Having weighed each variable, I had a formula for each of the seven factors. The formula was ran for all players from the testing sample, and the seven scores were obtained for each. That left me with a set of data to serve as reference for the percentile values. Each factor data was divided in cutpoints for 20 equal groups, giving me 5, 10, 15, ...,95 percentile values. Those are the values to which player’s performance is compared in the ending of Polymorphous Perversity to generate the diagnosing percentiles.


Numerous arguments can be raised about the validity of my diagnosing system. I would be interested in discussing them, but like I said, Polymorphous Perversity is not a psychological test, and there is no scientific pretension behind it. Also, I’m not willing to change the game in any way after it’s released.

My greatest limitation was probably the number of testers. I was aiming for 100, which would represent a fair sample. I got almost 300 people testing the game, but for numerous reasons, only 23 sent me their savefiles. So I only got data from 23 players. Yes, not very representative.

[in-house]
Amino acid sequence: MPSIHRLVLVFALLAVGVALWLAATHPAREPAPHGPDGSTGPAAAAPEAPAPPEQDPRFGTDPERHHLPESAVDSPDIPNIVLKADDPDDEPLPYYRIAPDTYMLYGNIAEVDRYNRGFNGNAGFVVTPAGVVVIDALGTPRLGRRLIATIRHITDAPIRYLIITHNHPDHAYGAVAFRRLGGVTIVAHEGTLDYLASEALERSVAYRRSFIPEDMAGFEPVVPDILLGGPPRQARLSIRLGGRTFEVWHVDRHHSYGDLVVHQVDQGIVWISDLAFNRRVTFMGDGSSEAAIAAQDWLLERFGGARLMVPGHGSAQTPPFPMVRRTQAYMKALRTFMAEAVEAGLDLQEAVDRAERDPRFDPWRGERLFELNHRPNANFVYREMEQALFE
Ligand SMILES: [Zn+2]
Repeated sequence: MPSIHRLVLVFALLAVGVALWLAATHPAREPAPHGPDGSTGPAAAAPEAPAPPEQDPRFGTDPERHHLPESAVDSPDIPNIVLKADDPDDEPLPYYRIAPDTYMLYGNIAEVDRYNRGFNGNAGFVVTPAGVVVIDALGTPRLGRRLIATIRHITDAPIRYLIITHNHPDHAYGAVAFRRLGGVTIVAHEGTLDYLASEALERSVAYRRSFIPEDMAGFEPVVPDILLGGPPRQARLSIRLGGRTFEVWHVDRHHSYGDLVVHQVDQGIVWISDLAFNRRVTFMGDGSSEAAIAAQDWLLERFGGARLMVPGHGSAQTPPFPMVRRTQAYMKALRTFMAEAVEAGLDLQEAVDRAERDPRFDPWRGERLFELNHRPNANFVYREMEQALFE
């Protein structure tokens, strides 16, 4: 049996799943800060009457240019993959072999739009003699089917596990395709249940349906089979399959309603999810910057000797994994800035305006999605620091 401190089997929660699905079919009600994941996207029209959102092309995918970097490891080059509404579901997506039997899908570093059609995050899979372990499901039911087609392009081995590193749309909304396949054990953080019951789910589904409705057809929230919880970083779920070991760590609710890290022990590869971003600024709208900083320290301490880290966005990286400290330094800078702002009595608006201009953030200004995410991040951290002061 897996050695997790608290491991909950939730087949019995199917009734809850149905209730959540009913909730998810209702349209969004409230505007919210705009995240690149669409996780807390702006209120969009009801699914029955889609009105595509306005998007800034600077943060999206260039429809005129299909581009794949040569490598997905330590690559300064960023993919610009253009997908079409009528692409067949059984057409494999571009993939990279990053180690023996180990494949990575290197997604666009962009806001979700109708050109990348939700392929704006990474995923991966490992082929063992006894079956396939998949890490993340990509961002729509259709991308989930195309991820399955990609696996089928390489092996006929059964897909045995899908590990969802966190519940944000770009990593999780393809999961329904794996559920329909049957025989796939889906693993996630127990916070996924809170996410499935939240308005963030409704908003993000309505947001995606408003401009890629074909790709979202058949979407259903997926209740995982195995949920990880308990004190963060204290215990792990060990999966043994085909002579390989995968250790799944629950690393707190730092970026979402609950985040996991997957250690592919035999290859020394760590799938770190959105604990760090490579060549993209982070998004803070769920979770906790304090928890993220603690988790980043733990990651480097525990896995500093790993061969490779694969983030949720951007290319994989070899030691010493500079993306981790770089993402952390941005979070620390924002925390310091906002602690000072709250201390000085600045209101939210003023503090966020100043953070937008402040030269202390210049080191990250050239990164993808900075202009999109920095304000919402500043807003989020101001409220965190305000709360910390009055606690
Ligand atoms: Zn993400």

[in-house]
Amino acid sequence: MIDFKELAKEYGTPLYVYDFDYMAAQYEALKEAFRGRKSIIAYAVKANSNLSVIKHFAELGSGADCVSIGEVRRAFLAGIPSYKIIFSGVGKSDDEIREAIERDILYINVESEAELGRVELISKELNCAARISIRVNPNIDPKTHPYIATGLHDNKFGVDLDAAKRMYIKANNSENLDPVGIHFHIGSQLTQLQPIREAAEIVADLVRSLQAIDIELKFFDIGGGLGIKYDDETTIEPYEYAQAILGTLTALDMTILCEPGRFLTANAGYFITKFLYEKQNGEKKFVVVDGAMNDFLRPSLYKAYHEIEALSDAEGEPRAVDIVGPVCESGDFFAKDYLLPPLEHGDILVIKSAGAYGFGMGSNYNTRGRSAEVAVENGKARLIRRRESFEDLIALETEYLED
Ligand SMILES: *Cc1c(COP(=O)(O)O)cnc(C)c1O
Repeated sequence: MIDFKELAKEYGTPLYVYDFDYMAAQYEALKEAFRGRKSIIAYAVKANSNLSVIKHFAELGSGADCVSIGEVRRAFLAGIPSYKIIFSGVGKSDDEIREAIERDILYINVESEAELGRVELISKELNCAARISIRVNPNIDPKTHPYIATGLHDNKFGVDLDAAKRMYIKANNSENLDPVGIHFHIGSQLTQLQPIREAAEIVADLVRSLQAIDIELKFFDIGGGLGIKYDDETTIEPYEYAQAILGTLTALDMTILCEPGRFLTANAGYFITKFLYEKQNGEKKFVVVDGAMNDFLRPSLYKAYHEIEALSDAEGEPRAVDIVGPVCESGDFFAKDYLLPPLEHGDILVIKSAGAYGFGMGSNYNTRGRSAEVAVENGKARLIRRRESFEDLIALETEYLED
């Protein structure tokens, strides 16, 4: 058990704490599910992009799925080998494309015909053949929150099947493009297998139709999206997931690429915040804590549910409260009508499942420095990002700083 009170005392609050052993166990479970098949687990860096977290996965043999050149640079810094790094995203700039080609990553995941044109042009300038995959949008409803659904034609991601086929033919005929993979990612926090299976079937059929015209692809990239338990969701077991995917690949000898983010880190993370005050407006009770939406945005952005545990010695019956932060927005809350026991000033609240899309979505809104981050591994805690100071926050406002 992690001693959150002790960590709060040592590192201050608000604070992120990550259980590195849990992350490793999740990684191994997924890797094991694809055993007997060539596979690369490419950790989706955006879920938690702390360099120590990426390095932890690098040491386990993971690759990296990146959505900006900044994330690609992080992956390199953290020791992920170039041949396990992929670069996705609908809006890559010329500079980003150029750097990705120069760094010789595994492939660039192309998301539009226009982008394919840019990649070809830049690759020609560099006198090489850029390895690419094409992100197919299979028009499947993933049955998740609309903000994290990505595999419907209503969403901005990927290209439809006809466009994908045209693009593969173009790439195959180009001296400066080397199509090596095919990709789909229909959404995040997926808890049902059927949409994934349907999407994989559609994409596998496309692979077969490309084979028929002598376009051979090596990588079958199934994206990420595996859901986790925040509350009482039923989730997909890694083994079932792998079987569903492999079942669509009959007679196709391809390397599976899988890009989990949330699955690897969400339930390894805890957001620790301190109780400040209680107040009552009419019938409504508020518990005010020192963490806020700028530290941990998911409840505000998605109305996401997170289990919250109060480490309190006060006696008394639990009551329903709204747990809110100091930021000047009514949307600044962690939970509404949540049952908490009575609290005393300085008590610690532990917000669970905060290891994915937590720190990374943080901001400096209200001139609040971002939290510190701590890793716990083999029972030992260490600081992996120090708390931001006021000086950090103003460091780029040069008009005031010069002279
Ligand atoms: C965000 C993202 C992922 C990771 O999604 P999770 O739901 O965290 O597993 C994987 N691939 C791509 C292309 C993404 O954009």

A second problem would be the frequency-based scoring. In theory, a player who does everything in the game many times would score high on everything, which is not appropriate for diagnosis. A player who is very pragmatic and rushes through the game would score low on most factors. I expect this to be true only in extreme cases, though. In my sample there were players who explored more, acted more, did more things, and there were players who skipped parts of the game and rushed to the end. Players who explored more did not necessarily scored higher in everything. The factors seem to discriminate players well.

Lastly, there was a high amount of subjectivity in creating the factors and their formula. I arbitrarily included variables, eliminated some, weighed them, and named the factors. By arbitrarily I mean subjectively, not randomly! A different person would have made different judgments on those aspects.

In conclusion, Polymorphous Perversity sexual diagnosing system is not perfect, but it is there. Interpret your scores as you wish.

1 comment:

  1. I am having trouble getting the game to load on a Mac. It is installed, just not running. Any suggestions?